Essentially, I spent about 17% of my bonus. The rest of it is going towards reducing debt and savings.

Next week, I'll be going to the doctor's office, so I'll have various additional transportation and medical expenses. I don't expect any other significant spending next week.

Friday, March 21, 2008

Good financial news

My consumer debt is down to just a touch over $23,000. One practice offered to zero out my balance and one of the hospitals believes they can get it through my insurance, so some of that debt is gone as well. My net worth should get a boost with those updates.

Tuesday, March 18, 2008

Spending control

I've found that blogging about my finances has really encouraged me to think about what I spend. It hasn't necessarily stopped me from spending money, in fact, this week (as you'll see,) I spent nearly $90 that wasn't required. But it wasn't idle spending or impulse purchases - I knew that I would be accountable twice over, once to myself when I entered the information in Quicken and once to the world at large when I did my weekly listing of expenses. I thought about the value to myself, not in monetary terms, but in personal satisfaction, and decided that they were worthy expenditures.

There are some people who simply don't have any money for discretionary purchases. But for the vast majority of us, we get into trouble because we spend money on things that don't truly matter to our lives. Happiness is worth spending money on, and sometimes I think personal finance bloggers forget this. However, if we don't stop to evaluate the happiness that will result from our spending, we keep buying more and more things that are meaningless and worthless.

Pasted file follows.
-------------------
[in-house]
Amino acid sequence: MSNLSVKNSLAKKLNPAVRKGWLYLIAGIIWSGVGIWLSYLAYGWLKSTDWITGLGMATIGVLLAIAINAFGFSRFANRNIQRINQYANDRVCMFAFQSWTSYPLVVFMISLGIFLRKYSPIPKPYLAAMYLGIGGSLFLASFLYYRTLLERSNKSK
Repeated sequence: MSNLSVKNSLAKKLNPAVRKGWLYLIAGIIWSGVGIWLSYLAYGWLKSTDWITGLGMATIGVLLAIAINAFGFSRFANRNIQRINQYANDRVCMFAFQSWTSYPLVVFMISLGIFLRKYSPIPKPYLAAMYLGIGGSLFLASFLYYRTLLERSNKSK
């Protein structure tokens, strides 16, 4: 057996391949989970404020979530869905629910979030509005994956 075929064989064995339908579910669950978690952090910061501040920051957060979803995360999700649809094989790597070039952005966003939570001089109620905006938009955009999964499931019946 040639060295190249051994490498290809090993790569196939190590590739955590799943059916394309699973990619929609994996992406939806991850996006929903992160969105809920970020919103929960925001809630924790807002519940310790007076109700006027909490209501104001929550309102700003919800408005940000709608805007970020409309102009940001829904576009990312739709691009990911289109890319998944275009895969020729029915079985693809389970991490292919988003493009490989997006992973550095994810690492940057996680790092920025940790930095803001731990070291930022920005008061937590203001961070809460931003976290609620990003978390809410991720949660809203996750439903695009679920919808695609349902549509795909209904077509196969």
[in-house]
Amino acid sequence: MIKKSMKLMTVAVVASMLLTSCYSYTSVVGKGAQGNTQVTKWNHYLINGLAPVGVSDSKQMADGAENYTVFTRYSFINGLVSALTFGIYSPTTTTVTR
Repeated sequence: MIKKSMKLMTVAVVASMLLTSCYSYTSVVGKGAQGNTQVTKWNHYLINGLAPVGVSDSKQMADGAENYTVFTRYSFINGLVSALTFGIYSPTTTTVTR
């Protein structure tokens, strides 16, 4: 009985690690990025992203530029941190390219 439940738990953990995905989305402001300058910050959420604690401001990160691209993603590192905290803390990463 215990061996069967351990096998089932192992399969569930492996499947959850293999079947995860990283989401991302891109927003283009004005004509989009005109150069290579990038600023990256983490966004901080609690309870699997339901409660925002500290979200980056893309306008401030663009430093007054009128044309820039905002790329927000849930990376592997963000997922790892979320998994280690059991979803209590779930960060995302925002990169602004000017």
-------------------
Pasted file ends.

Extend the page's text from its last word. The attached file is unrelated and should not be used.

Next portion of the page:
I take away two lessons from the past 3 months.

First, tracking my expenses is fundamentally important. I track them both in Quicken and on my blog. In Quicken, I keep track of every single cent I have coming in or going out, and I do so daily. If I'm at the computer, where most of my expenses occur, I enter them immediately afterwards. If I'm not, I enter them that day. Some people find this tedious and painful - that pain should be telling you something. If you're feeling uncomfortable about your expenditures, you have to get control of them, because finances, more than anything else, cannot simply be ignored and wished away. I did it for nearly two years, and I truly hit rock bottom - no money in my pocket, no credit, no chance to obtain credit, no income, no savings, NOTHING. I went from being 21 years old with a $50k+/year job to nothing - a bit of discomfort felt while seeing expenses in black and white is worth not having to go through that. I use my blog to keep myself honest. If I have to post a weekly report, I can't just lie to myself and "forget" to keep track of my expenses.